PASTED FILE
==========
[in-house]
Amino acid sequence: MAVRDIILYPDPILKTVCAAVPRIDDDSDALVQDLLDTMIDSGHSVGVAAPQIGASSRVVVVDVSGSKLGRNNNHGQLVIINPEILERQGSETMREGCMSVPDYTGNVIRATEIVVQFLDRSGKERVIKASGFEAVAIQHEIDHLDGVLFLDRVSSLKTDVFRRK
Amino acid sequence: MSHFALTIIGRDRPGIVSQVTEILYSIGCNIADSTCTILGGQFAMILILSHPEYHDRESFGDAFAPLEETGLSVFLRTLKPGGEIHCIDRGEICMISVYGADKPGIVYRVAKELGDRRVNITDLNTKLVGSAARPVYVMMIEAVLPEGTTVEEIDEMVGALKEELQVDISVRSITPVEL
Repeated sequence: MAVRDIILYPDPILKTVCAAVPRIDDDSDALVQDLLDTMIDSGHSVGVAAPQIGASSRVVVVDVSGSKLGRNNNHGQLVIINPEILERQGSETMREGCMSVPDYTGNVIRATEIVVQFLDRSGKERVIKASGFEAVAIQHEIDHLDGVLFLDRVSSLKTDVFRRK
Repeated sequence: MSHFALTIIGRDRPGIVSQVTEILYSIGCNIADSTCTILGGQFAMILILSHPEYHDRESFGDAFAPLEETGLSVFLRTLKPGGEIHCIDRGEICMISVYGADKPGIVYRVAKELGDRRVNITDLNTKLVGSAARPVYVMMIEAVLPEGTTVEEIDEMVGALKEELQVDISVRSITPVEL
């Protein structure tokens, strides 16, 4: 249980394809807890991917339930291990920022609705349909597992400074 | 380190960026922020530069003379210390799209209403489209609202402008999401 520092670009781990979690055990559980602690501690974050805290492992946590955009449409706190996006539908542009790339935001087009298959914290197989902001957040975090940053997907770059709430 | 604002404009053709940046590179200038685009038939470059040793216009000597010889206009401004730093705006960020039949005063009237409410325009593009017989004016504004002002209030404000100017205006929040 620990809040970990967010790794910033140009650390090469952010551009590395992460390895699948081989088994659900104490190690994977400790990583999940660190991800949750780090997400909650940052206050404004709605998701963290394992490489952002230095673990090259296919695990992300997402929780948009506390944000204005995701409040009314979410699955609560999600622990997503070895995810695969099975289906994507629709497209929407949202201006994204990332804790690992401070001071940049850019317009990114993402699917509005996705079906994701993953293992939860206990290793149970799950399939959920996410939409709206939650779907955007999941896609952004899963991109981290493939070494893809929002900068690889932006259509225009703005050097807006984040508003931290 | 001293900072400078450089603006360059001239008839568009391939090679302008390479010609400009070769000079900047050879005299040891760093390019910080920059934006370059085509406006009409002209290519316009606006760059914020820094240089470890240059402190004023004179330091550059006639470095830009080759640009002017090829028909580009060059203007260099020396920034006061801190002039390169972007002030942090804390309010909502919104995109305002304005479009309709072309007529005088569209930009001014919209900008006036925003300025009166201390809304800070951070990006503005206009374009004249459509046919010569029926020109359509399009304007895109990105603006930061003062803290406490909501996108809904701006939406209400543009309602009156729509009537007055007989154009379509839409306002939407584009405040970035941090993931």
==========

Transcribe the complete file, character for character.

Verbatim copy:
[in-house]
Amino acid sequence: MAVRDIILYPDPILKTVCAAVPRIDDDSDALVQDLLDTMIDSGHSVGVAAPQIGASSRVVVVDVSGSKLGRNNNHGQLVIINPEILERQGSETMREGCMSVPDYTGNVIRATEIVVQFLDRSGKERVIKASGFEAVAIQHEIDHLDGVLFLDRVSSLKTDVFRRK
Amino acid sequence: MSHFALTIIGRDRPGIVSQVTEILYSIGCNIADSTCTILGGQFAMILILSHPEYHDRESFGDAFAPLEETGLSVFLRTLKPGGEIHCIDRGEICMISVYGADKPGIVYRVAKELGDRRVNITDLNTKLVGSAARPVYVMMIEAVLPEGTTVEEIDEMVGALKEELQVDISVRSITPVEL
Repeated sequence: MAVRDIILYPDPILKTVCAAVPRIDDDSDALVQDLLDTMIDSGHSVGVAAPQIGASSRVVVVDVSGSKLGRNNNHGQLVIINPEILERQGSETMREGCMSVPDYTGNVIRATEIVVQFLDRSGKERVIKASGFEAVAIQHEIDHLDGVLFLDRVSSLKTDVFRRK
Repeated sequence: MSHFALTIIGRDRPGIVSQVTEILYSIGCNIADSTCTILGGQFAMILILSHPEYHDRESFGDAFAPLEETGLSVFLRTLKPGGEIHCIDRGEICMISVYGADKPGIVYRVAKELGDRRVNITDLNTKLVGSAARPVYVMMIEAVLPEGTTVEEIDEMVGALKEELQVDISVRSITPVEL
């Protein structure tokens, strides 16, 4: 249980394809807890991917339930291990920022609705349909597992400074 | 380190960026922020530069003379210390799209209403489209609202402008999401 520092670009781990979690055990559980602690501690974050805290492992946590955009449409706190996006539908542009790339935001087009298959914290197989902001957040975090940053997907770059709430 | 604002404009053709940046590179200038685009038939470059040793216009000597010889206009401004730093705006960020039949005063009237409410325009593009017989004016504004002002209030404000100017205006929040 620990809040970990967010790794910033140009650390090469952010551009590395992460390895699948081989088994659900104490190690994977400790990583999940660190991800949750780090997400909650940052206050404004709605998701963290394992490489952002230095673990090259296919695990992300997402929780948009506390944000204005995701409040009314979410699955609560999600622990997503070895995810695969099975289906994507629709497209929407949202201006994204990332804790690992401070001071940049850019317009990114993402699917509005996705079906994701993953293992939860206990290793149970799950399939959920996410939409709206939650779907955007999941896609952004899963991109981290493939070494893809929002900068690889932006259509225009703005050097807006984040508003931290 | 001293900072400078450089603006360059001239008839568009391939090679302008390479010609400009070769000079900047050879005299040891760093390019910080920059934006370059085509406006009409002209290519316009606006760059914020820094240089470890240059402190004023004179330091550059006639470095830009080759640009002017090829028909580009060059203007260099020396920034006061801190002039390169972007002030942090804390309010909502919104995109305002304005479009309709072309007529005088569209930009001014919209900008006036925003300025009166201390809304800070951070990006503005206009374009004249459509046919010569029926020109359509399009304007895109990105603006930061003062803290406490909501996108809904701006939406209400543009309602009156729509009537007055007989154009379509839409306002939407584009405040970035941090993931």